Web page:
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Mortuary | Documents to Bring

mortuaryThe first meeting with your funeral director is called an Arrangement Conference, and there are certain pieces of information and paperwork that you should have in hand before the meeting at the mortuary. The last thing you want to do at this time is feel stress about preparing for this meeting, so we would like to offer a few short checklists to assist in your planning.

Paperwork to bring for the deceased:

  • Birth Certificate, if available. If not, you will need the full names of the decedent’s parents and place of birth
  • Marriage Certificate
  • U.S. Armed Forces Honorable Discharge papers (if applicable)
  • Revocable Living Trust
  • Power of Attorney for health care
  • Information about cemetery properties, such as deeds
  • Any pre-arrangement documents

Along with the formal paperwork, there are some pieces of information that are helpful in planning the mortuary service:

  • Ancestry
  • Educational level
  • Recent photograph
  • List of pallbearers (if desired)
  • Names and place of residence for surviving close relatives
  • Name of individual who will provide the memorial, service or Mass
  • Music details: individual who will play or sing as well as list of hymns and songs at the mortuary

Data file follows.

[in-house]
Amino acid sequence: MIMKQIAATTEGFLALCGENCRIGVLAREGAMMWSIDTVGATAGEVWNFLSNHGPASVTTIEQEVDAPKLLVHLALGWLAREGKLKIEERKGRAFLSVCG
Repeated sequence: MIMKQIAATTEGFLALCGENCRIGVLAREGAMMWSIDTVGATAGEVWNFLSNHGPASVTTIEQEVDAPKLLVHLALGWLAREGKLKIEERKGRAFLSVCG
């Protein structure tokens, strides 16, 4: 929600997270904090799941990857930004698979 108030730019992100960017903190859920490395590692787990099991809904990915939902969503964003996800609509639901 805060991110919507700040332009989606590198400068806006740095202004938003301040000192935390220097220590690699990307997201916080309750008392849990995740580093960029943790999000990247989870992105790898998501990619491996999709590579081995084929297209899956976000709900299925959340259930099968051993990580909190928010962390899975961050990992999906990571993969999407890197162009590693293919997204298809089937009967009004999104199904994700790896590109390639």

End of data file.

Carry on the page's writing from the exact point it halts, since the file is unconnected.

Making Decisions

Once you have the needed information in hand, consider who you would like to attend the meeting with you. This can often be a family member or a very close friend, someone who can help provide moral support or a second opinion. Having all of the decision makers – especially the individual who is legally responsible for service arrangements – available for this first meeting will allow you to get through the meeting as quickly as possible while making the decisions that you need. If an executor has not been designated via a Last Will and Testament, then decisions can be made by these individuals (in order):

  • Spouse or adult partner living in the home
  • Adult child
  • Parent
  • Legal Guardian
  • Adult grandchild
  • Adult brother or sister
  • Adult niece or nephew
  • Adult “next of kin”

Keep in mind that even though they are not legally responsible for the decisions, including older or adult children and other family members in the decision-making process can provide you with invaluable input while allowing them to begin to come to terms with the loss.

If you have any questions at any time during this process, do not hesitate to contact us. Our caring staff at Mountain View Funeral Home is here to help you during this difficult time.

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